Todd Friel in Wretched
Host of new TV show explains what it means to be ‘hollow to the core’
Christian radio talk-show host Todd Friel wants the world to know that he is wretched. And for those tuning in to watch Wretched With Todd Friel, the tall, former stand-up comedian pulls no punches. “So are you,” he tells viewers.
The 30-minute program, which recently began airing on the new FamilyNet Television network, aims to touch people’s hearts with the good news of the gospel. “Dry teaching or bad preaching” are not what viewers will get, says the show’s producer Mark Allen. “[Friel] delivers pure theological info-tainment,” he says.
Friel already has some public exposure from his involvement with Kirk Cameron and Ray Comfort of the hard-core street-evangelizing ministry The Way of the Master.Friel told Charisma he enjoys bringing the Bible to life for others. “I really like to take theology and show how it’s not only fascinating, but it is entirely relevant,” he says.
With quick wit and personality, Friel tries to get viewers to swallow what can be a bitter pill. To really be washed clean of sin and delivered from the grave, “they must understand first that they’re wretched,” he says. “It’s the hinge on which salvation swings. To be wretched is to be ‘hollow to the core, imperfect, sinful.’”
Because he wants to enlighten people from all walks of life to their depraved condition, Friel says he has no time to sit around as some Christians do and criticize an increasingly godless culture. “Instead of talking about what our society is like, [we are] actually going to meet our society.”
In addition to using humor he also connects with people through his story, which began during his Bible-college days many years before he entered the world of Christian talk radio. “I never apologized for my sins,” he recalls, “and without repentance, there’s no salvation. So, I was a false convert studying to become a pastor.”
After completing pastoral training, he decided to seek fortune and fame. As a comedian he worked with Jay Leno, Ellen DeGeneres and Bill Maher. He says his life “looked” real good. “Everything in life seemed to be right.”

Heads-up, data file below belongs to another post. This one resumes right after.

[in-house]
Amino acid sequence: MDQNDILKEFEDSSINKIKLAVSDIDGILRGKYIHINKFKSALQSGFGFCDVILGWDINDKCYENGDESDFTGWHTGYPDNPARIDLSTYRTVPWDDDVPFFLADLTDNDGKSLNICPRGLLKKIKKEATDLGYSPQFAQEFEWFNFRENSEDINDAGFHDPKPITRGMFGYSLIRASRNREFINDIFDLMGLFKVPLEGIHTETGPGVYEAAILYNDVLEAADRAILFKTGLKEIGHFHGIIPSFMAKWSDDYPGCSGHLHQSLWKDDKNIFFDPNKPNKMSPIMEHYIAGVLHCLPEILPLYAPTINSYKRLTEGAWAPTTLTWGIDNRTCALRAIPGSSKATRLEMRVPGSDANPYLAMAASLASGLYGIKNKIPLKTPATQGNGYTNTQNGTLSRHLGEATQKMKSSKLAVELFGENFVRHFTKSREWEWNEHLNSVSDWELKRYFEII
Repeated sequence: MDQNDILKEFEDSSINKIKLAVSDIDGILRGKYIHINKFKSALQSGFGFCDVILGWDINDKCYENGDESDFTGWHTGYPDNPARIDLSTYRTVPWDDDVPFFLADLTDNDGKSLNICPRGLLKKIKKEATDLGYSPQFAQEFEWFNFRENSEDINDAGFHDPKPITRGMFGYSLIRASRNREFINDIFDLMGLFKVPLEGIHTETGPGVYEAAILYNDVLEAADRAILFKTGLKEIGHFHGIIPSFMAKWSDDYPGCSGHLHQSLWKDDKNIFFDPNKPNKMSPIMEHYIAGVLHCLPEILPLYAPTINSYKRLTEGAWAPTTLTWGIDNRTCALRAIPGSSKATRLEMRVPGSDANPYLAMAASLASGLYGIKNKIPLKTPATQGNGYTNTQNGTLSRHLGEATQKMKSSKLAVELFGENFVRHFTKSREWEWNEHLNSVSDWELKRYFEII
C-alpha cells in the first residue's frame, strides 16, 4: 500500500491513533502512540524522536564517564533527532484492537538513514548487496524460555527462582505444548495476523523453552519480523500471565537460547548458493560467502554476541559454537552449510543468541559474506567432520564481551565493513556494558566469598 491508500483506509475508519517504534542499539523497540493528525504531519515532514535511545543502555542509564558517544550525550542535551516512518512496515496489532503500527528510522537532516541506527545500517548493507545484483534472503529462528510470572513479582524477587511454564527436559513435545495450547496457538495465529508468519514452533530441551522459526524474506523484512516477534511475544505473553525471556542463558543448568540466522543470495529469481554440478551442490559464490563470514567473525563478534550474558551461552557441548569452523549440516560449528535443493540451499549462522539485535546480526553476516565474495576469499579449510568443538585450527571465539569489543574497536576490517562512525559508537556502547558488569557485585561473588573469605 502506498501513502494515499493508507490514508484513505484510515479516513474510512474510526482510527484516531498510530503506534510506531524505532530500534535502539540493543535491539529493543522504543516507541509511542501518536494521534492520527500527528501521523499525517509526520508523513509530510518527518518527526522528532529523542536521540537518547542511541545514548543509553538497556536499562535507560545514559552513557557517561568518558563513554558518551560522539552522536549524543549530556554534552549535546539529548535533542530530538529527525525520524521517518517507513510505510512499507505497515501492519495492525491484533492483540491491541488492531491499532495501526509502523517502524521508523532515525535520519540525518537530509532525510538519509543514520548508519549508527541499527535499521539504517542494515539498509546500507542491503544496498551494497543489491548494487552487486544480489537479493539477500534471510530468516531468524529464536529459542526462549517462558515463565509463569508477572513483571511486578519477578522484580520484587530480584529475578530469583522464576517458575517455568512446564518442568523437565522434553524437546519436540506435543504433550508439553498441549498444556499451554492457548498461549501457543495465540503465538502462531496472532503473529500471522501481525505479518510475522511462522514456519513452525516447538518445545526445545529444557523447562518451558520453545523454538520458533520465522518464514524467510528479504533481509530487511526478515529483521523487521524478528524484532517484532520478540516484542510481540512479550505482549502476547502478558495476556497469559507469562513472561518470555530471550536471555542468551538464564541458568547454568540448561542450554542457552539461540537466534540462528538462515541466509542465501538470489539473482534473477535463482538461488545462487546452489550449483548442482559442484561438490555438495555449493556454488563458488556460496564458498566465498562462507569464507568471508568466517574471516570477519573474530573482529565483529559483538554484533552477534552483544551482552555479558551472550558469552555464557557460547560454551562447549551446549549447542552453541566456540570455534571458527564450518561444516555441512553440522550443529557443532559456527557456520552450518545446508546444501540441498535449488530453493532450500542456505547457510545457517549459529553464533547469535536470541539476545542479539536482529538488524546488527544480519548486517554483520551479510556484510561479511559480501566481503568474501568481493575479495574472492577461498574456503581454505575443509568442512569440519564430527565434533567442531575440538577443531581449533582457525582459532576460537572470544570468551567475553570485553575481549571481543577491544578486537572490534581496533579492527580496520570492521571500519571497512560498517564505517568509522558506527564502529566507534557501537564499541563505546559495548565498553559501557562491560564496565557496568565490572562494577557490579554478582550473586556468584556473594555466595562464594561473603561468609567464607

But when it all seemed right was when it all went wrong. “It was when the cross was lifted really high that it just crushed me,” he says of his true conversion. “I cried out to God and asked Him to save a wretch like me, and He did.
“It was then [that] I understood how kind God had been to me by not only providing me with a lovely family, but by dying on a cross.”
Friel lives with his wife and three children in Atlanta.
SUZY A. RICHARDSON
Anti-indecency lobbyists Parents Television Council (PTC) recently awarded TBN and two of its affiliated networks, JCTV and Smile of a Child, the Entertainment Seal of Approval for offering excellence in “family-friendly” programming. TBN chief of staff Paul Crouch Jr. (pictured above) called it a “tremendously prestigious honor.” “TBN constantly strives to espouse family ideals,” Crouch said, “which is why the PTC’s endorsement means a great deal.” PTC president Tim Winter, who described TBN as a “passionate champion of broadcast decency,” stated: “We commend the TBN networks for upholding the positive values that families hold dear.”
After two seasons on Christian TV networks, popular youth program The Remix was pulled off the air in April after the show’s 22-year-old host, Azariah Southworth (pictured above with white sweater), announced he was gay. The half-hour show, which featured interviews, cooking and boutique-shopping with members of popular Christian bands, had aired nationally on NRB Network and JCTV, TBN’s youth network. Neither network responded to Charisma’s request for comment. Southworth told Charisma he wasn’t surprised by how things ended. “I know they don’t believe in being gay,” he said. “I understood and respected their decision.” Alan Chambers, president of the ex-gay ministry Exodus International, said Christians should extend “the love of Jesus” to Southworth and others like him but also hold to “the truth of God’s design.”
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